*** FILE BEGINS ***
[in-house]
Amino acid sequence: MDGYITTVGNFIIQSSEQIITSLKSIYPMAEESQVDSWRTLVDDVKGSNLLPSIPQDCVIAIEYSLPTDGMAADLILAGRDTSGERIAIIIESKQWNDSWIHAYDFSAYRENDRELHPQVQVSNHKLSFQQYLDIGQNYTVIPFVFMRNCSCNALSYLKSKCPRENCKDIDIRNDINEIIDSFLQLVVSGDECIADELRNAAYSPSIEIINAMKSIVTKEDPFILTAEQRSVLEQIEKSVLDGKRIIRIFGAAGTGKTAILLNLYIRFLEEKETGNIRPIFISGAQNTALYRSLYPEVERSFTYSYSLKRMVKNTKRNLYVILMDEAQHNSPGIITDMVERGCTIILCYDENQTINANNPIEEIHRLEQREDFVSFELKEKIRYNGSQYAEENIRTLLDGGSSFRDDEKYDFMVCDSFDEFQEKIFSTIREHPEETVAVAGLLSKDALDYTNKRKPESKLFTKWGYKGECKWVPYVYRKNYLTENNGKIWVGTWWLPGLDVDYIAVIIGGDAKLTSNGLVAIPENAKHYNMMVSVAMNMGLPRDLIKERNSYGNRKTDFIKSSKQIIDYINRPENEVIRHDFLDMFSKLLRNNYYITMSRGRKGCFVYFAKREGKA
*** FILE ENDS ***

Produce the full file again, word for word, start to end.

[in-house]
Amino acid sequence: MDGYITTVGNFIIQSSEQIITSLKSIYPMAEESQVDSWRTLVDDVKGSNLLPSIPQDCVIAIEYSLPTDGMAADLILAGRDTSGERIAIIIESKQWNDSWIHAYDFSAYRENDRELHPQVQVSNHKLSFQQYLDIGQNYTVIPFVFMRNCSCNALSYLKSKCPRENCKDIDIRNDINEIIDSFLQLVVSGDECIADELRNAAYSPSIEIINAMKSIVTKEDPFILTAEQRSVLEQIEKSVLDGKRIIRIFGAAGTGKTAILLNLYIRFLEEKETGNIRPIFISGAQNTALYRSLYPEVERSFTYSYSLKRMVKNTKRNLYVILMDEAQHNSPGIITDMVERGCTIILCYDENQTINANNPIEEIHRLEQREDFVSFELKEKIRYNGSQYAEENIRTLLDGGSSFRDDEKYDFMVCDSFDEFQEKIFSTIREHPEETVAVAGLLSKDALDYTNKRKPESKLFTKWGYKGECKWVPYVYRKNYLTENNGKIWVGTWWLPGLDVDYIAVIIGGDAKLTSNGLVAIPENAKHYNMMVSVAMNMGLPRDLIKERNSYGNRKTDFIKSSKQIIDYINRPENEVIRHDFLDMFSKLLRNNYYITMSRGRKGCFVYFAKREGKA